I am falling behind. I have a pile of new things I've been listening to but have been distracted lately by work and life in general. So here are some capsule statements about some of music that might slip by unoticed.
Benoit Delbecq and Fred Hersch Double Trio"Fun House (Songlines 2013). Most readers will recognize Fred Hersch's name and pedigree, whicle most probably don't know about the fantastic and creative Benoit Delbecq. Delbecq has a string of interesting records behind him -- "The Sixth Jump", "Cresendo in Duke" are two -- and a facility for not only using the piano keys but also the piano's innards, plucking strings at times, preparing them with foil, etc. His music is always fascinating and highly listenable, sometimes ethereal even. This CD is full of great music as the two trios mesh nicely in a set of creative, impressionistic piano works by two very sympathetic leaders. This is a highly recommended outing for those who like their music a bit on the unusual side.
Karl Seglem "NORSKjazz.no" (Ozella 2009) came to me because I have enjoyed a lot of music from Ozella featuring Northern European musicians and becaue Seglem expressly stated that he wanted to do an all accoustic recording with a piano trio. I don't recognize any of the names but I do recognize the style and hear a bit of Jan Gabarek in the tenor tones and tempos. The seven pieces reflect the combination of Western Jazz, Norwegian folk songs, and the adaptations of other Norwegian jazz players in a stew of impressionistic tunes that are captivating and recognizable not in their melodies but in their use of tempos, rhythms, and interplay. Nice recording very much in tune with our definition of Northern European jazz.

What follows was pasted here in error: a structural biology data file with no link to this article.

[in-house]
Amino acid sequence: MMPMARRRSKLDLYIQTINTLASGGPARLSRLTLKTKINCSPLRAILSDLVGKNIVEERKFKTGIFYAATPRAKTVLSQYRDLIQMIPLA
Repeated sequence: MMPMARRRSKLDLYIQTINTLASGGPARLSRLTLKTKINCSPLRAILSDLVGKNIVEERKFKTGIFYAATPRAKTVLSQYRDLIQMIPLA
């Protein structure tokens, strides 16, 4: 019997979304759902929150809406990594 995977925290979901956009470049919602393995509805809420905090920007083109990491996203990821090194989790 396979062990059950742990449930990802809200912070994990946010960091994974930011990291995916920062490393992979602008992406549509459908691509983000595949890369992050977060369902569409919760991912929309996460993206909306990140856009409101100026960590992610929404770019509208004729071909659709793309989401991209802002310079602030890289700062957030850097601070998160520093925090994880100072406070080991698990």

Soren Gemmer"At First" (Ilk Music 2013) is more Northern European music, this time a piano trio plus electric guitar led by the Dane Gemmer. It blends his background in classical music with jazz as well as the electro impuses of indie recordings into a creative stew of great interest. A little more edgy at times because of the guitar, it still is well within the bounds of the tradition of the jazz piano trio with nice melodies and strong rhythms. This is for those who are a bit more eclectic in their tastes.
Laszlo Gardony"Clarity" (Sunnyside 2013) is just the latest in a string of wonderful CDs ("Signature Time", "Dig Deep") by this Hungarian born pianist and educator now residing in Boston and teaching at Berklee. As he states in the lining notes he simply sat down one evening and in a burst of inspiration created these 10 solo pieces, not realizing he would use them later to create this CD. It is a set full of interesting ideas, different melodies and rhythms and styles, and just a wonderful listen as he always is. Pick this up, and also any of his prior generally mainstream trio recordings -- you won't be disappointed.
Jan Lundgren,"Man in the Fog (Bee 2013), is another veteran with a long list of really nice CDs, most recently a trio set "Together Again from the Jazz Bakery" and previously on the exquisite "Mare Nostrum" with Paolo Fresu and Richard Galliano. This solo set is a bit more brooding than Gardony's and is based on pieces selected from a range of composers in the classical, jazz, and folk worlds as interpreted by Lundgren. So, for example, there is the theme from "Chinatown" by Jerry Goldsmith alongside "The Maids of Cadiz" by Delibes and "Apres un Reve" by Faure. This is a set of lovely impressions by a really fine pianist.